Display Settings:

Format

Send to:

Choose Destination
See comment in PubMed Commons below
Nature. 2001 Mar 22;410(6827):463-6.

Intraspecific competition favours niche width expansion in Drosophila melanogaster.

Author information

  • 1Center for Population Biology, University of California, Davis 95616, USA. dibolnick@ucdavis.edu

Abstract

Ecologists have proposed that when interspecific competition is reduced, competition within a species becomes a potent evolutionary force leading to rapid diversification. This view reflects the observation that populations invading species-poor communities frequently evolve broader niches. Niche expansion can be associated with an increase in phenotypic variance (known as character release), with the evolution of polymorphisms, or with divergence into many species using distinct resources (adaptive radiation). The relationship between intraspecific competition and diversification is known from theory, and has been used as the foundation for some models of speciation. However, there has been little empirical proof that niches evolve in response to intraspecific competition. To test this hypothesis, I introduced cadmium-intolerant Drosophila melanogaster populations to environments containing both cadmium-free and cadmium-laced resources. Here I show that populations experiencing high competition adapted to cadmium more rapidly than low competition populations. This provides experimental confirmation that competition in a population can drive niche expansion onto new resources for which competition is less severe.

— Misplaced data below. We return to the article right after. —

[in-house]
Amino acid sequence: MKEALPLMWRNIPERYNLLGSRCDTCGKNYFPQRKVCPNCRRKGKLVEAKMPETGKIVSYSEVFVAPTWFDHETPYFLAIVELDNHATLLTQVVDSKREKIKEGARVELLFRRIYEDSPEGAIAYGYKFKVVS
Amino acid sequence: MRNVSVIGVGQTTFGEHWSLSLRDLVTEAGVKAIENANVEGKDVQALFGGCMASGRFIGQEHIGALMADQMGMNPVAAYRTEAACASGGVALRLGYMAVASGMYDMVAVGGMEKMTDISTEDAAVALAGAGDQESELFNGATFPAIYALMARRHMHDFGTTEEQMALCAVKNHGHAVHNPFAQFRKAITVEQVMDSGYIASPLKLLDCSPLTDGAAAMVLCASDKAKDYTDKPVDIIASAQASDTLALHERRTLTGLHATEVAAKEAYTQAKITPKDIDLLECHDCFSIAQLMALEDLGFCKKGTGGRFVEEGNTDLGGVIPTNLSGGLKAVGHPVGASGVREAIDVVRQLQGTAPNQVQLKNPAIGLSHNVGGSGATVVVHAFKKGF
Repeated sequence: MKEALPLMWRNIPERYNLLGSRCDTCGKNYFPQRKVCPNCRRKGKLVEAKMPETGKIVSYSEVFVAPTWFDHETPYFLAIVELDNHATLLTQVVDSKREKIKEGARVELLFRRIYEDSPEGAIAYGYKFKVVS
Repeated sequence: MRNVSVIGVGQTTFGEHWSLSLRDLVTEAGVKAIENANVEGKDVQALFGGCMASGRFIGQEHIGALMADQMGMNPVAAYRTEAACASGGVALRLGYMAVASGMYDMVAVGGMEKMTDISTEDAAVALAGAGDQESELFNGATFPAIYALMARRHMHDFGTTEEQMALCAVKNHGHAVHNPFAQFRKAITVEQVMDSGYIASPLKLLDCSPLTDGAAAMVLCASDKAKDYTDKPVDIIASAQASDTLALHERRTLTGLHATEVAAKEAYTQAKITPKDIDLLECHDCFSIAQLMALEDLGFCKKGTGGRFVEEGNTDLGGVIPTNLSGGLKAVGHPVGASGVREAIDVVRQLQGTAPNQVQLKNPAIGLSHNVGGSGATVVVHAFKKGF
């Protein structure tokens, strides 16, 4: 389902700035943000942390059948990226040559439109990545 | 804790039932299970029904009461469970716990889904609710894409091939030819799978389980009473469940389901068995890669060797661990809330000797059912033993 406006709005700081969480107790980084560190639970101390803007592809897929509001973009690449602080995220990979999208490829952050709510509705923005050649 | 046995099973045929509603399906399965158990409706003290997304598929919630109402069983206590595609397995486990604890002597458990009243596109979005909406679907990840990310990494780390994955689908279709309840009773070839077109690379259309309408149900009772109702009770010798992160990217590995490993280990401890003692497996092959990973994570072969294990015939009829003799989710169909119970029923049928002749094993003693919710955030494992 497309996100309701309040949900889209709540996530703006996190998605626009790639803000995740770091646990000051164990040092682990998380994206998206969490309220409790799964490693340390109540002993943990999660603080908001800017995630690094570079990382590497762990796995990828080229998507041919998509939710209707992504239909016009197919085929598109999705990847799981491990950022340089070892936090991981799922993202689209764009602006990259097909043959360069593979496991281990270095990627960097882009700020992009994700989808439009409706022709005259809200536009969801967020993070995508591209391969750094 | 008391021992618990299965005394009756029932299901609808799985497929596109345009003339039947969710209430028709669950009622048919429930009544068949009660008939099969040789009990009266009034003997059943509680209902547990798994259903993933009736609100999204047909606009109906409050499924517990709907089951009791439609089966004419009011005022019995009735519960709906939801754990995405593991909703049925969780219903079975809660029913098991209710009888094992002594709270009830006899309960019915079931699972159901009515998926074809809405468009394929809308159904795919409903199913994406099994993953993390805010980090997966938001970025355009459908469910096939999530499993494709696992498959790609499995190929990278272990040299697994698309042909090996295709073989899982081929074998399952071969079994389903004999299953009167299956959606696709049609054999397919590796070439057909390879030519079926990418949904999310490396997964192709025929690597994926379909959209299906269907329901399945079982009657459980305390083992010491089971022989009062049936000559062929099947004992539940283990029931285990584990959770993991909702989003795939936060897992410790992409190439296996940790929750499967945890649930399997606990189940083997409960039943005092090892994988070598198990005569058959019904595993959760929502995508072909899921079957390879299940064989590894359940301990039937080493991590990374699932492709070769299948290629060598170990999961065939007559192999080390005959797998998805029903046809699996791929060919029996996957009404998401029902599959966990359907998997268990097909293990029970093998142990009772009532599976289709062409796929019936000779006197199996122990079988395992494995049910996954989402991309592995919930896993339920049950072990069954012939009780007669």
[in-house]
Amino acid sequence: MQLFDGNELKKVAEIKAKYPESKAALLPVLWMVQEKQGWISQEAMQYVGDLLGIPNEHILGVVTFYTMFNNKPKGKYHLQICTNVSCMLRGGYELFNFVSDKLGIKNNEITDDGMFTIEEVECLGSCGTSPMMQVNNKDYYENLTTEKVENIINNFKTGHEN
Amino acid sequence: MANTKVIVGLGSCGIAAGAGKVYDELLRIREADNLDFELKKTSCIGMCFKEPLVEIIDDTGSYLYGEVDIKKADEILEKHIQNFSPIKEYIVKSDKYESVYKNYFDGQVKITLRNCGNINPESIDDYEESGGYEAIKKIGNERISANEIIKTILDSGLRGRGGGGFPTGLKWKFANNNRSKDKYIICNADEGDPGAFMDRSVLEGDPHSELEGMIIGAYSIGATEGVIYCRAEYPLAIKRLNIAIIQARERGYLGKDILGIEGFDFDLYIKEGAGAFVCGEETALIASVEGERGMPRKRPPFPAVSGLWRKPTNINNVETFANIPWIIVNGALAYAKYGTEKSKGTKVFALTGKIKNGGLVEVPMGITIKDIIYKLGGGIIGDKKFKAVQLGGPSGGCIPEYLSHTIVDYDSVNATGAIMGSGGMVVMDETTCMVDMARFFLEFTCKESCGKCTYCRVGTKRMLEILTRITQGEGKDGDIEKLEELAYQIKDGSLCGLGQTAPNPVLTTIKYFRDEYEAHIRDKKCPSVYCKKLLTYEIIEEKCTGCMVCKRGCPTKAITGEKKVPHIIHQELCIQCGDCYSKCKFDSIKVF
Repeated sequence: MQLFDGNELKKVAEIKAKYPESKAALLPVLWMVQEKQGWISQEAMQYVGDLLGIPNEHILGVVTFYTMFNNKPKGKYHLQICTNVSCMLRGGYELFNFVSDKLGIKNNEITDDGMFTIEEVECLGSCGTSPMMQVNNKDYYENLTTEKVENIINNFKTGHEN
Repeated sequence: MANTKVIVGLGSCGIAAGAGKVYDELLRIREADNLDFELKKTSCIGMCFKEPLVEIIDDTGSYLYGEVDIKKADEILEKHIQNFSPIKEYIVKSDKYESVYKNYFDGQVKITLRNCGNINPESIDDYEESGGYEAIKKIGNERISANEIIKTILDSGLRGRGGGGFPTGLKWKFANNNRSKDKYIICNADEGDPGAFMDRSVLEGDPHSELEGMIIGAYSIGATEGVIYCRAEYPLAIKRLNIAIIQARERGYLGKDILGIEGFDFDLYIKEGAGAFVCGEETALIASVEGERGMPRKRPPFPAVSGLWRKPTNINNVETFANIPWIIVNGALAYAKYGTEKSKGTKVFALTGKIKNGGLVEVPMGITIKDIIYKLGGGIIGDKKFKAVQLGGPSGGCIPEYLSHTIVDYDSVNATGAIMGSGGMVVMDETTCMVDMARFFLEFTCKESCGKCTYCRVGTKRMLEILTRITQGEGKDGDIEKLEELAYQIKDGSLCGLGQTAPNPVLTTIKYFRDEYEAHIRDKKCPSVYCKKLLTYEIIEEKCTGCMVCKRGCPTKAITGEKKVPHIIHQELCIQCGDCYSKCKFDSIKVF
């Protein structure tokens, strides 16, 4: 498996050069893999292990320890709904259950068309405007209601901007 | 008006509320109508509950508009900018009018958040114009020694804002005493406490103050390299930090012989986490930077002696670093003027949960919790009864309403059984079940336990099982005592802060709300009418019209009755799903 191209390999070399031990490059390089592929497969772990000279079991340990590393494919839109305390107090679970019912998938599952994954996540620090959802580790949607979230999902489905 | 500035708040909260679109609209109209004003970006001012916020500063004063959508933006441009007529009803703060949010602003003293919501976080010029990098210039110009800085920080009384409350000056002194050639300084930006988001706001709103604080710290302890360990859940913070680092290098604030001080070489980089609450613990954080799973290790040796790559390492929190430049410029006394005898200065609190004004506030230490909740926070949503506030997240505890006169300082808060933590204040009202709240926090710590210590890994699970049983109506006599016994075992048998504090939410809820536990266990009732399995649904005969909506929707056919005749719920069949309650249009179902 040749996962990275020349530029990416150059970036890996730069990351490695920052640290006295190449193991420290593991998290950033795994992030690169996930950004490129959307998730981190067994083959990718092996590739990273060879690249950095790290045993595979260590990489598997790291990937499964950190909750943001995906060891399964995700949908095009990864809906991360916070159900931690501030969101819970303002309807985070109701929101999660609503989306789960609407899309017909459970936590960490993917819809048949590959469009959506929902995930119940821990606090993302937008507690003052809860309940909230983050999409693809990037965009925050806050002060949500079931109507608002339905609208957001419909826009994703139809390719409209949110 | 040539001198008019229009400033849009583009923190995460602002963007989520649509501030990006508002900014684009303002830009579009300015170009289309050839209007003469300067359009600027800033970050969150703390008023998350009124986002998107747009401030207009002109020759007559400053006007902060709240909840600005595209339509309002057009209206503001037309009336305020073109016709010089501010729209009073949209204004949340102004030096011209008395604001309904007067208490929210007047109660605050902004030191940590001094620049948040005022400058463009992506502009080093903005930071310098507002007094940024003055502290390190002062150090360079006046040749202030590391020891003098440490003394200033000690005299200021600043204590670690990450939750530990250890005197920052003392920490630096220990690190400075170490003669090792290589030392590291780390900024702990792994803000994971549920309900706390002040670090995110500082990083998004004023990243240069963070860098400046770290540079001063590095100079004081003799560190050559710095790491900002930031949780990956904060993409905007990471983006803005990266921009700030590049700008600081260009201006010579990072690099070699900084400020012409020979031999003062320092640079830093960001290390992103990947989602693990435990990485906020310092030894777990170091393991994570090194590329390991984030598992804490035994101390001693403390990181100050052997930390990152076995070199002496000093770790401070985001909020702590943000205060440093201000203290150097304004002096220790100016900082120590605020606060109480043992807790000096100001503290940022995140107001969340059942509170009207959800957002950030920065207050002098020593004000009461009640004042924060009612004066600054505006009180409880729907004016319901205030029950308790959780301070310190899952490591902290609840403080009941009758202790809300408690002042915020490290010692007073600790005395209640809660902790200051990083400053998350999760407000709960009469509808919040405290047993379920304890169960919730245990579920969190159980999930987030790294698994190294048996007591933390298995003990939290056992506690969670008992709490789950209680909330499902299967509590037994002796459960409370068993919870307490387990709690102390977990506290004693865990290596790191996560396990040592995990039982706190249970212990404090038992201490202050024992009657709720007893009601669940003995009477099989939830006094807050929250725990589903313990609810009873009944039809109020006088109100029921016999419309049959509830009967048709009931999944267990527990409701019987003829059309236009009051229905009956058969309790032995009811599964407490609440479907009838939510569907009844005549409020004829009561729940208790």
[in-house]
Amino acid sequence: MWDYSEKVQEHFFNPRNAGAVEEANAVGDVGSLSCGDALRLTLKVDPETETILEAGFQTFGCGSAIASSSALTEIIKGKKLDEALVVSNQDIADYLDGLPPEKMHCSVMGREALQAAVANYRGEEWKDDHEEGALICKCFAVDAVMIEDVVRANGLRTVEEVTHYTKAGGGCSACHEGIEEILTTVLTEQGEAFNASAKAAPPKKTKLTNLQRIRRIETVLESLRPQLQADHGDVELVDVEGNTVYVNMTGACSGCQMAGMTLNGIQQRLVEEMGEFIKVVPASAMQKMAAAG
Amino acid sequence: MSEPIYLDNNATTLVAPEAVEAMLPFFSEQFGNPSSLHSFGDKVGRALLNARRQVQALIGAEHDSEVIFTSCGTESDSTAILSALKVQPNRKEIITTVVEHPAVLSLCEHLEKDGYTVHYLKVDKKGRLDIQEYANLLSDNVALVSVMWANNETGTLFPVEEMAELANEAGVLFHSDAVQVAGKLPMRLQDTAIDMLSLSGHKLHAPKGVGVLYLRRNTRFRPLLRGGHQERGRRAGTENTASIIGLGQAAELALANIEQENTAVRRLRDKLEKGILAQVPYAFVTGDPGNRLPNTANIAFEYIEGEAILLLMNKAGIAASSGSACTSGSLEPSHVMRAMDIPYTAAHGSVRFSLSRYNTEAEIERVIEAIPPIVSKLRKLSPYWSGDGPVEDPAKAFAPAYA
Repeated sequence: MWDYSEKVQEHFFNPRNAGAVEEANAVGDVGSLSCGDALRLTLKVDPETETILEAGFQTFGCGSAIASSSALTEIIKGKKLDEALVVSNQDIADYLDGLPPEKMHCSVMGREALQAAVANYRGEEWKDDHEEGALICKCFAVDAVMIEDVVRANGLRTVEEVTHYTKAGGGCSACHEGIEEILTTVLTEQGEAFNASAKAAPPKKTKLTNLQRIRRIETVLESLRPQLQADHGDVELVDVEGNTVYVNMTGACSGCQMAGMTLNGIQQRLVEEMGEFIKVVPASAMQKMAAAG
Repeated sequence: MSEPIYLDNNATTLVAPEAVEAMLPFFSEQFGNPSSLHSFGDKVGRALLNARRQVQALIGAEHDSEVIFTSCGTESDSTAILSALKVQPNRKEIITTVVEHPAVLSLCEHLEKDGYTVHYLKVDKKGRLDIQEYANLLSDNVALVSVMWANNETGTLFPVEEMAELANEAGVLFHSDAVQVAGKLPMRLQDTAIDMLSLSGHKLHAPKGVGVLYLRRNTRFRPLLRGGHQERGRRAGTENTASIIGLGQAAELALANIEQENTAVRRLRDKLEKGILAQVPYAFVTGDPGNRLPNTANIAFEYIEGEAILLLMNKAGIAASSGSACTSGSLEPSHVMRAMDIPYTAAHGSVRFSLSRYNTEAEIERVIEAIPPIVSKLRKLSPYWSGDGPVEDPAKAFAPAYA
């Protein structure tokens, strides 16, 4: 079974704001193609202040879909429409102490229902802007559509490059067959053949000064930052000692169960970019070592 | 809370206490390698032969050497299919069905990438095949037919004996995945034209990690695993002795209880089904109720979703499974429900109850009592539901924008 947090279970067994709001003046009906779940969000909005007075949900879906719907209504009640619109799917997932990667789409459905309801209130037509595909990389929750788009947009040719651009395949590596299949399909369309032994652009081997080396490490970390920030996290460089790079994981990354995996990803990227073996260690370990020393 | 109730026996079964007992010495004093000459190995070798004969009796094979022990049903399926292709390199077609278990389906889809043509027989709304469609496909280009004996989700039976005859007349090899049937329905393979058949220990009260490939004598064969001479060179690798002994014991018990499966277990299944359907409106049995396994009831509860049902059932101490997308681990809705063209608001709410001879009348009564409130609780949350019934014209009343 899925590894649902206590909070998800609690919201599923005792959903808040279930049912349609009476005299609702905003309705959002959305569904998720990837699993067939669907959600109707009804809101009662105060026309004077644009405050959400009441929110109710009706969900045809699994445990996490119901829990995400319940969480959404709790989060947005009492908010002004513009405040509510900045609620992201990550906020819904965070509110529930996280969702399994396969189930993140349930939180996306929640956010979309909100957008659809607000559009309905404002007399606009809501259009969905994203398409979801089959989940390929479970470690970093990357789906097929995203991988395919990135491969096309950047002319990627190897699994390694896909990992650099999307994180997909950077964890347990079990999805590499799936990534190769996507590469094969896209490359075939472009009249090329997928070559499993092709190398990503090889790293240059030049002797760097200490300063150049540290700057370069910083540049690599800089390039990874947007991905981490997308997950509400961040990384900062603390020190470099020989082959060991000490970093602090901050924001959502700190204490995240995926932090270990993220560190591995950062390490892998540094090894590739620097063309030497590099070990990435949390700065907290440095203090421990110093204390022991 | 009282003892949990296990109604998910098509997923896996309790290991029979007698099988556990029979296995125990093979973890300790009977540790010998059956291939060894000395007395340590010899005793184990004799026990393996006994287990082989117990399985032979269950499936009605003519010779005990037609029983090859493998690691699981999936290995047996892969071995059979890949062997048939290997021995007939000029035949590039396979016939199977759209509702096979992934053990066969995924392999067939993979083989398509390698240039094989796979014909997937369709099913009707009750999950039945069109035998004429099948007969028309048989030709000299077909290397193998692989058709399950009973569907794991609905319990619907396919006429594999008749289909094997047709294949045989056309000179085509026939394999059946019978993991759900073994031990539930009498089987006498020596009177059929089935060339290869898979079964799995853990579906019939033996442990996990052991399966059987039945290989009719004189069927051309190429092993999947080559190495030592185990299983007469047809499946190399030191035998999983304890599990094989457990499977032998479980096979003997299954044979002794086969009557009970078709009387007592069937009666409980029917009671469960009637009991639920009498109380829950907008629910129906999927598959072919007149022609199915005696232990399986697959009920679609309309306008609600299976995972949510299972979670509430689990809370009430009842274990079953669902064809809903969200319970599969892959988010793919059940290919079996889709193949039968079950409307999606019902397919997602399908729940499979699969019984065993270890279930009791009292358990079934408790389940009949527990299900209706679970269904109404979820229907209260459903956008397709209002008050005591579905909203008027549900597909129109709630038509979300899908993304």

PMID:
11260712
[PubMed - indexed for MEDLINE]
PubMed Commons home

PubMed Commons

0 comments
How to join PubMed Commons

    Supplemental Content

    Full text links

    Icon for Nature Publishing Group
    Loading ...
    Write to the Help Desk